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Korean rice

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Does anybody know what type of rice is used at korean restaurants? I know it is definitely not the same as the Jasmine rice or chinese type rices I usually eat. It's like a short grain rice that's a cross between glutinous and regular rice. I love the texture and korean food isn't the same without it. I went to my local korean grocery store and there were a million brands and types and I had no idea which one to chooose

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  1. It's the same rice they use for sushi. I actually preferred long grain but my mom never felt satiated unless she ate the "Korean" rice. I grew up on Kokuho Rose.

    http://www.google.com/products/catalo...

    1. Most korean I know buy kokuho rose. Red package is supposedly better then yellow but I cannot tell. Nashiki brand is also very good. I've used the kokuho heirloom brand (cost 2x as much) but it was not 2x as good.

      1 Reply
      1. re: Soup

        Korea is one of the world's largest importers of rice and trying to find a Korean grown product anywhere else is a challenge.

        I actually found some locally but the prices was excessive and the store a dump-totally off putting.

      2. in restaurants in the US, i've often found it to be a medium-grained white rice, sometimes short grain. kokuho rose is super common, or Calrose, which i believe is a branded hybrid medium grain. it has about the same tactile properties as short grain rice, so its sticky, but the grains are longer than what i remember from korea, where the rice was short grain.

        major brands like kokuho rose or nishiki are likely what you're eating in korean restaurants in the US. rhee bros. might be another likely culprit. kokuho rose and nishiki are also widely used in japanese and or sushi restaurants. there are many other brands, but i think what you're looking for is california grown short or medium grain rice. here in california i usually end shelling out a bit more for in-state grown "premium" rices usually marketed to japanese/japanese-american customers, though i am korean by heritage. its good rice, and totally appropriate for korean food. tamaki and tamanishiki are two of my favorites. but the bigger players, kokohu rose and nishiki, are excellent and cheaper.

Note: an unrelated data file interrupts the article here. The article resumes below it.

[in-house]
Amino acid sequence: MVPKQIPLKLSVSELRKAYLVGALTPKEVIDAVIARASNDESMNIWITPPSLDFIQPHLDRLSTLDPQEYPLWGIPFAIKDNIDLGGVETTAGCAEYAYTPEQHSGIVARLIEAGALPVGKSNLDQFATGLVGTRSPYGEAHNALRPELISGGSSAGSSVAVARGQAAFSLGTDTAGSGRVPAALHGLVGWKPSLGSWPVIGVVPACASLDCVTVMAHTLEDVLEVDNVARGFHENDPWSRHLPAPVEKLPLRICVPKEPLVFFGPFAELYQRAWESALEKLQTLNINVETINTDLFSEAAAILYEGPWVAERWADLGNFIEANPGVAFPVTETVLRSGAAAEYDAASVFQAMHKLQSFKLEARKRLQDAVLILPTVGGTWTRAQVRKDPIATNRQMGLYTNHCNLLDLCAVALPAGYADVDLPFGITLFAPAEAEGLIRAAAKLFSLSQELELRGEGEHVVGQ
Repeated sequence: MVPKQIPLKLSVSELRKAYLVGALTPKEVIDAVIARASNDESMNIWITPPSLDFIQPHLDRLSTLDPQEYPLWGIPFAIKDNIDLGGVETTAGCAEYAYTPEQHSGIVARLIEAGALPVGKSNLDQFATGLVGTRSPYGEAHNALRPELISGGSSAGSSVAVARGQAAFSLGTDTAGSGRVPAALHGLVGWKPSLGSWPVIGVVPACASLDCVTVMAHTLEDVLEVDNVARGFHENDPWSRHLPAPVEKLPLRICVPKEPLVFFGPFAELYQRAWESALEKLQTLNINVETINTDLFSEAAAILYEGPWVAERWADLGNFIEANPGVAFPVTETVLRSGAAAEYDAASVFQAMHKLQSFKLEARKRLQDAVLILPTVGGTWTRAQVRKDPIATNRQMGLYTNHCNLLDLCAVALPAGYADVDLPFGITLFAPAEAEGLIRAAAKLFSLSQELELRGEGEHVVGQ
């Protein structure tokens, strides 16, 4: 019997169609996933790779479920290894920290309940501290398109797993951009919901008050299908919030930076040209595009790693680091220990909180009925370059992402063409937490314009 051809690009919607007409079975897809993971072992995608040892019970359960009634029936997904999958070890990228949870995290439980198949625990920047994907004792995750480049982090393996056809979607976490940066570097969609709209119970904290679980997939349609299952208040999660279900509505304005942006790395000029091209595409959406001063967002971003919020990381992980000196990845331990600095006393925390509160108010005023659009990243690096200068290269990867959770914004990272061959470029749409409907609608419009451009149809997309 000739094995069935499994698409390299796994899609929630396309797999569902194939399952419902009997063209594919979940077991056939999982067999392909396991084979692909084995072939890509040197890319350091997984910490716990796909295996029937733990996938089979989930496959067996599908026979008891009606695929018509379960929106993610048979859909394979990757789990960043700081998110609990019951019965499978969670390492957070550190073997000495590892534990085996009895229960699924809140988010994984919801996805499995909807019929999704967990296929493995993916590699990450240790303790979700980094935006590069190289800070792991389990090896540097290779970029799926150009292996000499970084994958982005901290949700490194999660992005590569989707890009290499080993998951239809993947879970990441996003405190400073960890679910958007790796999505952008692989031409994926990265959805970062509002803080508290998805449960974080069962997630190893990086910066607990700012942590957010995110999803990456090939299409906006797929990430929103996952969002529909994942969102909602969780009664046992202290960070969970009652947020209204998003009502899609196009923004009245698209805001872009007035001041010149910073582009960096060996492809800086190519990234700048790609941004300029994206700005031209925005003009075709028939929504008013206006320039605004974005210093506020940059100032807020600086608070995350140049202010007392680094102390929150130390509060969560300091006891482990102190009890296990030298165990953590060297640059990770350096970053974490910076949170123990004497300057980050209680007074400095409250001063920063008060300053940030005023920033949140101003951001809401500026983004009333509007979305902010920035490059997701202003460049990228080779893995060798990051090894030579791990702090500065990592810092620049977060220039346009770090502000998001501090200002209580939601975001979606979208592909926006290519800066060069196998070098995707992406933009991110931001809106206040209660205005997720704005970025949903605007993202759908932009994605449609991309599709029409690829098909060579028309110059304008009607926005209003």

1. I agree with you on needing the rice to match the food. I use Hanmi. No particular reason other than that I was able to read the English.
          http://www.veryasia.com/hanmi-rice.html

          1. I am a born and raised Korean and I happen to live in Southern California. Firstly, I have hard time finding real korean rice in Us based Korean market.what I mean by Korean rice is rice imported from Korea.It is packed fabuloiy and it always give the impression that it is from Korea. Read the enlglish label if there is one. All I could find in Korean grocery market is not real korean rice. It is Calrose grown up in California. I guess all variety of rice brand in Korean market is pretty much similar stock. Most Korean family uses Kukuho, Botan, and Nishiki. But anything labeled calrose will do for this purpose.

            But Korean style rice is not about variety of rice. it is about the way of cooking and amount of water. I would like to let you know that many older generation in Korea used to eat this Calrose or similar rice. USA send a lot o food material from 1950s to 1970s. They send us wheat, sugar, corn and this rice. So I would like to tell you that it is not always about variety of rice, but art of cooking rice. Actually many people calls it art of cooking perfect rice. Many people does not master during their lifetime.. Personally, I have not mastered it yet. Many people would depend on rice cooker heavily but many food critics from Korean tell you that it is not the way to east delicious rice.

            my recommendation is these: soak the rice few hour ( I am sometimes lazy , so I soak overnight) and use more water than when you cook jasmine rice. There is no rule about exact amount of water. We do trial and error many times over and get the hang of right amount. Personal preference varies very much. Most Korean love glutinous, sticky, and moist rice. But personally, I do not prefer it. I am happily settled for Chinese, Jasmine rice. I am not really partial to this sticky texture. it sometimes gives me indigestion. I am happily settle for vietnamese or Indian rice. Most of my Korean friend and family does not understand this preference.

            But if you do not want this trouble and you are ready to spend money, rice cooker may be answer. Try to buy Korean rice cooker named cukcoo. But as I mentioned earlier, beware, it is not a way to eat delicious rice.

            1. Can someone recommend a brand of rice grown in Korea? I know it's really expensive, but I just wanted to try it once to see how it compares to the Kokuho Rose I usually prepare with Korean meals.